There are four more large pen slots (these are clearly designed for fountain pens, so smaller Bic-pens will just slide right through), two holders for AirPods and cables, and a removable keychain in the middle of the Zip Folio’s spine.

You can fit an iPad Pro underneath all the organizational slots, but it's pretty tight in there for an iPad Pro. I think this is better suited for an iPad mini.

Underneath the left organizational holder is a large slot for holding an iPad. This slot is a bit tight for my 11-inch iPad Pro with an Apple Folio case, but naked the iPad slides right in. I see this working best with an iPad mini.

I love that this slot is stitched with a large opening rather than just an insertable slot for a paper notebook. You don't always want to store a paper notebook here and this slot ensures you can quickly remove the notebook if required.

On the right side is a B5 notebook slot, which Galen Leather graciously filled for me with their own B5 Tomoe River Everyday Notebook. I’ll discuss the notebook down below. This slot is likely best filled with a paper pad from the likes of Rhodia which allows for writing on the right side only — the Zip Folio’s organizational options on the left side hinder any writing on the left side of a notebook, so a letter pad is a much better option.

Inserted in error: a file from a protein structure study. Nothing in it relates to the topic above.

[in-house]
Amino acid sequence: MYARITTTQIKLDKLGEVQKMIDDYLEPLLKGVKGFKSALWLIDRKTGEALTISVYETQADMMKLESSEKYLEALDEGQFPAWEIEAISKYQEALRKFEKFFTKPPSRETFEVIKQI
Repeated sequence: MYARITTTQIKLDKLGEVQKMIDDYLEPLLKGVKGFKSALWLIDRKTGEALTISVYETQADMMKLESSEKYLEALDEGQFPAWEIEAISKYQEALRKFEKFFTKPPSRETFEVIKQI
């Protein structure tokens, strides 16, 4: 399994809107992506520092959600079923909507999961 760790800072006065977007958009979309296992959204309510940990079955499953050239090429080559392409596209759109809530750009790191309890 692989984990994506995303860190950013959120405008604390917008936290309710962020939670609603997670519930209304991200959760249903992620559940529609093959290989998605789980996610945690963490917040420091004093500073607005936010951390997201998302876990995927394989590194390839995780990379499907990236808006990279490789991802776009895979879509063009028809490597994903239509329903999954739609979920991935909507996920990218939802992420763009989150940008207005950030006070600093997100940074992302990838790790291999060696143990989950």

It’s clear, even based on Galen Leather’s own product photos, the Zip Folio can carry quite a lot and is an ideal candidate for traveling into and out of a client’s office.

Miscellaneous Thoughts on the Zip Folio

I have a few anecdotes for using the Galen Leather Zip Folio after a few months.

  • I really appreciate the way the Zip Folio lays flat when open. It lays flat — truly flat. There’s no fold-back whatsoever. This is awesome.
  • I also appreciate the right side’s notebook slot being a diagonally-sewn slot rather than sewn on three sides. This makes sliding a notebook in and out of the slot quicker, easier, and incentivizes notebook changes. If you’re a paper aficionado, the Zip Folio won’t be a headache to work with.